Michael John Kells Fleetwood (born 24 June 1947) is a British musician, songwriter and occasional actor. He is best known as the drummer, co-founder, and leader of the rock band Fleetwood Mac. Fleetwood, whose surname was merged with that of the group’s bassist John “Mac” McVie to form the name of the band, was inducted into the Rock and Roll Hall of Fame with Fleetwood Mac in 1998.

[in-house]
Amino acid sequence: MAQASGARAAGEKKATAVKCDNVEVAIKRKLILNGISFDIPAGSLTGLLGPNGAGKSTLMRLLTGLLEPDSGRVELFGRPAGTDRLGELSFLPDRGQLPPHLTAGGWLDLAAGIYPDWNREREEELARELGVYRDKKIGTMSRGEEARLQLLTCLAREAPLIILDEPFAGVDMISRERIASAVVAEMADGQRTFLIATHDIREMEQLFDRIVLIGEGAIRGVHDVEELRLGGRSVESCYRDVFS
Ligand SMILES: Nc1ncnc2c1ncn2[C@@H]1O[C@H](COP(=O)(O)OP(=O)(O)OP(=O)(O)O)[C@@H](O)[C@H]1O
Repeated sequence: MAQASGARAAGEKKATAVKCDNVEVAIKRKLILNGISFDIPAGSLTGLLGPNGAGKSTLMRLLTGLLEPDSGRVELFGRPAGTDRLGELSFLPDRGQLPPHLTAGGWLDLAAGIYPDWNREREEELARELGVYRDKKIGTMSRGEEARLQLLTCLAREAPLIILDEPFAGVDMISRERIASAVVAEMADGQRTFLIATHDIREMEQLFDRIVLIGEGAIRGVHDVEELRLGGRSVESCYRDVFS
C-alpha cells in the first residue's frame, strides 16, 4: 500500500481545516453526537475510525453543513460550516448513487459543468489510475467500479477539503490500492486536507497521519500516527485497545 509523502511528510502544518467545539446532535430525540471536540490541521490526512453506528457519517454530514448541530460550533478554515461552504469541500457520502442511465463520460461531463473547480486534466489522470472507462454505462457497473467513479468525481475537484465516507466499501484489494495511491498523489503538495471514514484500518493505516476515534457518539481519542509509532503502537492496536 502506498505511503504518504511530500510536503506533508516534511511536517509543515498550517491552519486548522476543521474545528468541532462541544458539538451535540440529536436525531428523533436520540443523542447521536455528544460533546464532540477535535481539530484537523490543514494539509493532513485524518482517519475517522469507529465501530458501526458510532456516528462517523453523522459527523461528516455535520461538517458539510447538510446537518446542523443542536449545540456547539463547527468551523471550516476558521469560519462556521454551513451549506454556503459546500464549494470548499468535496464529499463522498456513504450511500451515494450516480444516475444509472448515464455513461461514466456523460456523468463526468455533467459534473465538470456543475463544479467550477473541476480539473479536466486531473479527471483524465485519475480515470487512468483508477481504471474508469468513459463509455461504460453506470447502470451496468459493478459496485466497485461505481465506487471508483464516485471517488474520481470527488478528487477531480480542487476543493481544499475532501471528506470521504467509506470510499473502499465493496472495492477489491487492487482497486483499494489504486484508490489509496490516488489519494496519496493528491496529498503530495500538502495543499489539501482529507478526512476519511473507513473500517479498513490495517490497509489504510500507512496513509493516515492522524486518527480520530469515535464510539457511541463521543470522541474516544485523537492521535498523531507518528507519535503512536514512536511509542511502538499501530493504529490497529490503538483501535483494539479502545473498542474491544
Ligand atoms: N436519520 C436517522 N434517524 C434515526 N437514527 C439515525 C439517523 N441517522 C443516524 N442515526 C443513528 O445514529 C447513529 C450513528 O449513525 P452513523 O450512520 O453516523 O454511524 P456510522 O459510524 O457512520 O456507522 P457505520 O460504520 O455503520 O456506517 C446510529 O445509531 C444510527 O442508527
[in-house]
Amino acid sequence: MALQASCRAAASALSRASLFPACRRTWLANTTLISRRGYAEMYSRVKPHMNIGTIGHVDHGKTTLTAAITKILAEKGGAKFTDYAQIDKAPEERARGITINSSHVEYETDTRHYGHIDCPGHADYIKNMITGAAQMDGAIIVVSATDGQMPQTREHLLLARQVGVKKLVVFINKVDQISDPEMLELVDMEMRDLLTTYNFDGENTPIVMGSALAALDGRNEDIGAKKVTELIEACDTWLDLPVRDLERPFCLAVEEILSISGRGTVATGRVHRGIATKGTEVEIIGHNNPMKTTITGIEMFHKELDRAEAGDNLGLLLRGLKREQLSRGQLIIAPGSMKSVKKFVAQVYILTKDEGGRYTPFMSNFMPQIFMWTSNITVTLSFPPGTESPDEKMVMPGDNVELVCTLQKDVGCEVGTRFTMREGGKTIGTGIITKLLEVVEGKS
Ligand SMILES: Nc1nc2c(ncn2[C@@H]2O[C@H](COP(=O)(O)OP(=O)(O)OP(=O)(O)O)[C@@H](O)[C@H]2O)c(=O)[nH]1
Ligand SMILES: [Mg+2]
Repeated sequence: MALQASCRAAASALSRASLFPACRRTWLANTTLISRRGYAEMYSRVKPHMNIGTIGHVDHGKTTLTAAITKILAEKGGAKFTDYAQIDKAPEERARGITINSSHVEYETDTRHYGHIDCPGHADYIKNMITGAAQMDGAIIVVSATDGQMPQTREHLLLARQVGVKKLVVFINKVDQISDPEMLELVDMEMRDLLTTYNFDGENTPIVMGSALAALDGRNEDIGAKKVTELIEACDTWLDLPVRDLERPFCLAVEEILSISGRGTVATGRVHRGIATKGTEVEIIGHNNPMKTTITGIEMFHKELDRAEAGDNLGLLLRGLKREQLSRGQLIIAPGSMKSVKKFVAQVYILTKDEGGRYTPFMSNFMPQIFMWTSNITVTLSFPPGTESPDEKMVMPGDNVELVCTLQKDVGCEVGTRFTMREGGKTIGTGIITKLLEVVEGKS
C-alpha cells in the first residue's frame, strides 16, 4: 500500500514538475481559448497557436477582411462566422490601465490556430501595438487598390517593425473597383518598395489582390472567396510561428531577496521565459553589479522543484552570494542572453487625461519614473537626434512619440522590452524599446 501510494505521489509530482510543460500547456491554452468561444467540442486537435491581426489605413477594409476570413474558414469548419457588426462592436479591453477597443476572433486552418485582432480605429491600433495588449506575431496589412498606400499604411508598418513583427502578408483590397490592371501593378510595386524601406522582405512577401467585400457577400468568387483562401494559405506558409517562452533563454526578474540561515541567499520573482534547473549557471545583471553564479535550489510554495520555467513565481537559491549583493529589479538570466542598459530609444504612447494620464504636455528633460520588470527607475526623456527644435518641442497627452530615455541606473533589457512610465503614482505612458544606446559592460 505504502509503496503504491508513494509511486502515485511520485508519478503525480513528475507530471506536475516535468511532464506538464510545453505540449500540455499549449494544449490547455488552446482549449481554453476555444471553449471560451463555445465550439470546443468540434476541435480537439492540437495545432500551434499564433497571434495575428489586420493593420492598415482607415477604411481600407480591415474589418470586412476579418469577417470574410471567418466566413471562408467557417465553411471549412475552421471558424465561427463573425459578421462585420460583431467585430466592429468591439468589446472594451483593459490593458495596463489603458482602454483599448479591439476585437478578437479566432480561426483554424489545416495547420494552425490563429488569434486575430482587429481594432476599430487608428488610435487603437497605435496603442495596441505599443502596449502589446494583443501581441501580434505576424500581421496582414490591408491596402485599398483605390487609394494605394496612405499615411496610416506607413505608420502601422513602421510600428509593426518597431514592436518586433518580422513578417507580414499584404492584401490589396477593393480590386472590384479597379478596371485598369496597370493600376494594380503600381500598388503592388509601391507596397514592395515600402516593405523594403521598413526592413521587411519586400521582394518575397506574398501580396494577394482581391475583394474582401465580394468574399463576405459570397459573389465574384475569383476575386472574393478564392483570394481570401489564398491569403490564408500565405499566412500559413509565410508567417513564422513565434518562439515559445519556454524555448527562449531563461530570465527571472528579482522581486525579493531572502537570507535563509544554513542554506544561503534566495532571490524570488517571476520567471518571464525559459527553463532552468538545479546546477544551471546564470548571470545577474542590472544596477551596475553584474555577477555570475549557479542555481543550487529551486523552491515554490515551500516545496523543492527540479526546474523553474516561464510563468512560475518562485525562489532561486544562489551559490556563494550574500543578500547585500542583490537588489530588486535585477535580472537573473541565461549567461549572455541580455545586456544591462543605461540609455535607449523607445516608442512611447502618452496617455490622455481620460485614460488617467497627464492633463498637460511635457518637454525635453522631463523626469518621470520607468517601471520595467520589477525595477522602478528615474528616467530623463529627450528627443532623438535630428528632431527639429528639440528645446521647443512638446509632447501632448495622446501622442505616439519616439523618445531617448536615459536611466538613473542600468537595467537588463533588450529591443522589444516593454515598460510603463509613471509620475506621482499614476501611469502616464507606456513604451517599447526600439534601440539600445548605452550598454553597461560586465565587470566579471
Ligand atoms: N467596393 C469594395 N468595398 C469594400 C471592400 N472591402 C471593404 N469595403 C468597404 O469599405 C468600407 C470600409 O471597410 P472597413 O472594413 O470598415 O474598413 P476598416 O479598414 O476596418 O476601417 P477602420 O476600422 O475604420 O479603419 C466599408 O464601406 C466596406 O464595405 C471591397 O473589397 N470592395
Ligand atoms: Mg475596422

Born in Redruth, Cornwall, Fleetwood lived in Egypt and Norway for much of his childhood. Choosing to follow his musical interests, Fleetwood travelled to London at the age of 15, eventually forming the first incarnation of Fleetwood Mac with Peter Green, Jeremy Spencer and Bob Brunning. After several album releases and line-up changes, the group moved to the United States in 1974. Fleetwood then invited Lindsey Buckingham and Stevie Nicks to join. Buckingham and Nicks contributed to much of Fleetwood Mac’s later commercial success, including the celebrated album Rumours, while Fleetwood’s own determination to keep the band together was essential to the band’s longevity. Fleetwood has also enjoyed a solo career, published written works, and flirted briefly with acting.